The first Ferrari GT car debuted at the Paris Motor Show on October 6, 1949. It was an elegant coupé designed by Carrozzeria Touring of Milan who had previously created a number of similar Ferrari and Alfa Romeo models. Customer sales soon started, with 166 Inter models becoming the first Ferraris to be purchased for the road rather than the race track. As was typical at the time, a bare chassis was delivered to the coachbuilder of the customer's choice. Majority used Touring with coupé or barchetta style. Carrozzeria Ghia produced one-off coupé designed by Felice Mario Boano. Others were built by Stabilimenti Farina, who penned coupés and cabriolets. Bertone bodied one cabriolet. Vignale also joined in with seven bodyworks, presaging their designs of the coming decade, foreshadowed those companies' later involvement with Ferrari.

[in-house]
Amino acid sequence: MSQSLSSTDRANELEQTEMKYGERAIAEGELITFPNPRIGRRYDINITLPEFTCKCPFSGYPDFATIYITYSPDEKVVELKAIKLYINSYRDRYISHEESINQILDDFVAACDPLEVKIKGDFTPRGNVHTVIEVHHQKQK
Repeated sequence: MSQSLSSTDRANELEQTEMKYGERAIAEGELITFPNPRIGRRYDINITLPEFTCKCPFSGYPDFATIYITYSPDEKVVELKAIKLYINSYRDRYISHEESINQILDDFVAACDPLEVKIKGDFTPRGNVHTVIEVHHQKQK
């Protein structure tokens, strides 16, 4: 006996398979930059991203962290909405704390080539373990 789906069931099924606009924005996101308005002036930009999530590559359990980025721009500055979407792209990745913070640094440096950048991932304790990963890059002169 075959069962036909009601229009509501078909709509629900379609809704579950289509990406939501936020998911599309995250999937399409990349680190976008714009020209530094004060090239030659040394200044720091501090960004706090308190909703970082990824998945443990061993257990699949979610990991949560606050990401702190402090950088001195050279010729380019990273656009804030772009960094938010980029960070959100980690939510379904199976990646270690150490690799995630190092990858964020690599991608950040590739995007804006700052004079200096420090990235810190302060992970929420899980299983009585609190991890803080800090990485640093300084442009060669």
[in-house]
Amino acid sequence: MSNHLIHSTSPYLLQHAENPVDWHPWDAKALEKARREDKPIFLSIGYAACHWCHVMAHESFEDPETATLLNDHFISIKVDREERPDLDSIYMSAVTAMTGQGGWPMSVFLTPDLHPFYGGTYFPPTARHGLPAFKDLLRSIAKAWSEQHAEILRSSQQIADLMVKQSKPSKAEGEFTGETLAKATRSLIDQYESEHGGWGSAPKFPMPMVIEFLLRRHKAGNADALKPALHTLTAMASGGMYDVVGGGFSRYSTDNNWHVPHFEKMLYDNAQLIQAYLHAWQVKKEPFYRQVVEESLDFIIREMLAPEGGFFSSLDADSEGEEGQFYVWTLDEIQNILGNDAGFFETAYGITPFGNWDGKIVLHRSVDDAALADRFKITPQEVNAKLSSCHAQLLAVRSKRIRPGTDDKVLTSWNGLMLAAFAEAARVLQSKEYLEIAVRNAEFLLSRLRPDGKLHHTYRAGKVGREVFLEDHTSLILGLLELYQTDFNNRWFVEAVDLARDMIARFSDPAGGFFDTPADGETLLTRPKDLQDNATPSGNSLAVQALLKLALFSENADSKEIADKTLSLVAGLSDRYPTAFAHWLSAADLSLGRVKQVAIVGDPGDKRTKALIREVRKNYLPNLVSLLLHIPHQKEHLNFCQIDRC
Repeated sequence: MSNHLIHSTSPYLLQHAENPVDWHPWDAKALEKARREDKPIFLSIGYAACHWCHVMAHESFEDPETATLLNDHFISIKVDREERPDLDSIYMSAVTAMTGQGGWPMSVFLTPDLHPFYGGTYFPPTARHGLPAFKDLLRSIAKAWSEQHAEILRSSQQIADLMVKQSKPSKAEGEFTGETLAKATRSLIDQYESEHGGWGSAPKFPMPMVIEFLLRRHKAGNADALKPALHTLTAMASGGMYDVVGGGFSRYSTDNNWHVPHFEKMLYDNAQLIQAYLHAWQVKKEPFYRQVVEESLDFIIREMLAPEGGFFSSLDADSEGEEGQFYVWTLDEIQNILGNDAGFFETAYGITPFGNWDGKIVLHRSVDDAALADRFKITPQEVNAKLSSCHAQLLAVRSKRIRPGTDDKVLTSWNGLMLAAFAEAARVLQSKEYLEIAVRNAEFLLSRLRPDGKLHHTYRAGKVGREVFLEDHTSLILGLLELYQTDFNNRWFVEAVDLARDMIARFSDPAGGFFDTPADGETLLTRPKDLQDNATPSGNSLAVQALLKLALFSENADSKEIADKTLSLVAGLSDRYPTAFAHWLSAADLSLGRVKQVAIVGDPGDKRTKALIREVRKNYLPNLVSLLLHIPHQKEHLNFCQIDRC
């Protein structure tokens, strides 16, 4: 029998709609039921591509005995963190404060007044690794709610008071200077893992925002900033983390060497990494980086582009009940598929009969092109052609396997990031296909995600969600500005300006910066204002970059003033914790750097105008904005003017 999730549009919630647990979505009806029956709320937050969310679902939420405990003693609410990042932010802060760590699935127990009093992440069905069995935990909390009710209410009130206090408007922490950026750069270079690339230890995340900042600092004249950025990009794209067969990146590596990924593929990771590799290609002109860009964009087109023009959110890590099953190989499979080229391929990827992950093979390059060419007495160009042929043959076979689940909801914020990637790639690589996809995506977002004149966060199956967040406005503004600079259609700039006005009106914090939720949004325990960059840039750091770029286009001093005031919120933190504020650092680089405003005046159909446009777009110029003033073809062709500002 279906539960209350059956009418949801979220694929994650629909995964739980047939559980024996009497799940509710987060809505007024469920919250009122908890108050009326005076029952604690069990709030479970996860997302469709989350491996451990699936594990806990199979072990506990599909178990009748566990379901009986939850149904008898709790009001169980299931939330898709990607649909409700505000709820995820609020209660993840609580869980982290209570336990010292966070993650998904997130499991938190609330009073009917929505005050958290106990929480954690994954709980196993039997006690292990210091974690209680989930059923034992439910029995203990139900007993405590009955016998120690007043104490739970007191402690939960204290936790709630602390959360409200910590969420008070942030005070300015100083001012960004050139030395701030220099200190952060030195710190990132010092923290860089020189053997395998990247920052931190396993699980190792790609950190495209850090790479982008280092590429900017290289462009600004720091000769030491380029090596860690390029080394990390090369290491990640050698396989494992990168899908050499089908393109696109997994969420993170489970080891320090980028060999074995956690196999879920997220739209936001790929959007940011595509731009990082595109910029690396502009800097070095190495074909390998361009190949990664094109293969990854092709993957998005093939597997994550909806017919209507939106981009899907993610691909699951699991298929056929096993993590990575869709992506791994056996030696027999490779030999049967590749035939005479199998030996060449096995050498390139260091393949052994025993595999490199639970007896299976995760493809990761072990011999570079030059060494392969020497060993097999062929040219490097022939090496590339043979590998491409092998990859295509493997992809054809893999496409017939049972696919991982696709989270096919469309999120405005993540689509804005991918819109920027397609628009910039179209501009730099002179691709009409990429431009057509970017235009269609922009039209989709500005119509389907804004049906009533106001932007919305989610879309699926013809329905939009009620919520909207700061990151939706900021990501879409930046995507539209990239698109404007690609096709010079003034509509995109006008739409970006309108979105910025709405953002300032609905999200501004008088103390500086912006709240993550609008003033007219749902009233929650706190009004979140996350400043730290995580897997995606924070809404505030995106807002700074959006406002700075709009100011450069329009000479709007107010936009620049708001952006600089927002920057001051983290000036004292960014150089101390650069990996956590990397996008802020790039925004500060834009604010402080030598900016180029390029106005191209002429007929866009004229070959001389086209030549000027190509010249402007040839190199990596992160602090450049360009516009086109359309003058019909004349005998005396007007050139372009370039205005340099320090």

The 2.0 L Gioacchino Colombo-designed V12 engine from the 166 S remained, as did its chassis, though the wheelbase would eventually grow from 2,420 mm (95 in) to 2,500 mm (98 in) or even 2,620 mm (103 in). Output was 90 PS (66 kW) at 5600 rpm with one carburetor and top speed of 150 km/h (93 mph).

Ferrari 195 Inter

See also the 195 S sports racerThe 195 Inter is a sportscar produced by Ferrari in 1950 as a grand tourer (GT) version of the Ferrari 195 S racer.Introduced at the 1950 Paris Motor Show, it was similar to the 166 Inter shown a year earlier and was aimed at the same affluent clientele. 27 were built in less than a year, receiving the odd-numbered chassis numbers. Out of the 28 cars, 13 were bodied by Carrozzeria Vignale, 11 by Carrozzeria Ghia, 3 by Carrozzeria Touring and 1 by Motto.The more-potent (but otherwise similar) Ferrari 212 Inter was introduced at the 1951 Paris Motor Show and replaced the 195 Inter.